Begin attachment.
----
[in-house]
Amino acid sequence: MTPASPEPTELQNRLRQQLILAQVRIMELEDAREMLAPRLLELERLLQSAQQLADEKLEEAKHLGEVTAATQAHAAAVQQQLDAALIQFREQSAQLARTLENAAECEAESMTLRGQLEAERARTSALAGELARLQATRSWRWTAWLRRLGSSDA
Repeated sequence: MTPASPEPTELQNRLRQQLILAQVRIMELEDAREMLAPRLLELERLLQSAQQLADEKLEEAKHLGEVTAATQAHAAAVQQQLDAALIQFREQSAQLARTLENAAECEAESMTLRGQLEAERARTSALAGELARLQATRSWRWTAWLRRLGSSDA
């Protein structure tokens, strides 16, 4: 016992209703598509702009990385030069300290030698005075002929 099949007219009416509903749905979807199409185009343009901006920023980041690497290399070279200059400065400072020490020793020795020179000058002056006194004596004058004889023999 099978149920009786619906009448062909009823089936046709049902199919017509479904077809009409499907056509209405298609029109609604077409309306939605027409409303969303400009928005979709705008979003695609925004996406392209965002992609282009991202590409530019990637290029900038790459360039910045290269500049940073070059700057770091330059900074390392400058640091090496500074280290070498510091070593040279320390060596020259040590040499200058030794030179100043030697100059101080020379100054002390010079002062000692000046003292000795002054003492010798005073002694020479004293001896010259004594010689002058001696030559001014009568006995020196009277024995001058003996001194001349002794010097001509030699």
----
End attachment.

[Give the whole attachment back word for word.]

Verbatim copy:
[in-house]
Amino acid sequence: MTPASPEPTELQNRLRQQLILAQVRIMELEDAREMLAPRLLELERLLQSAQQLADEKLEEAKHLGEVTAATQAHAAAVQQQLDAALIQFREQSAQLARTLENAAECEAESMTLRGQLEAERARTSALAGELARLQATRSWRWTAWLRRLGSSDA
Repeated sequence: MTPASPEPTELQNRLRQQLILAQVRIMELEDAREMLAPRLLELERLLQSAQQLADEKLEEAKHLGEVTAATQAHAAAVQQQLDAALIQFREQSAQLARTLENAAECEAESMTLRGQLEAERARTSALAGELARLQATRSWRWTAWLRRLGSSDA
């Protein structure tokens, strides 16, 4: 016992209703598509702009990385030069300290030698005075002929 099949007219009416509903749905979807199409185009343009901006920023980041690497290399070279200059400065400072020490020793020795020179000058002056006194004596004058004889023999 099978149920009786619906009448062909009823089936046709049902199919017509479904077809009409499907056509209405298609029109609604077409309306939605027409409303969303400009928005979709705008979003695609925004996406392209965002992609282009991202590409530019990637290029900038790459360039910045290269500049940073070059700057770091330059900074390392400058640091090496500074280290070498510091070593040279320390060596020259040590040499200058030794030179100043030697100059101080020379100054002390010079002062000692000046003292000795002054003492010798005073002694020479004293001896010259004594010689002058001696030559001014009568006995020196009277024995001058003996001194001349002794010097001509030699």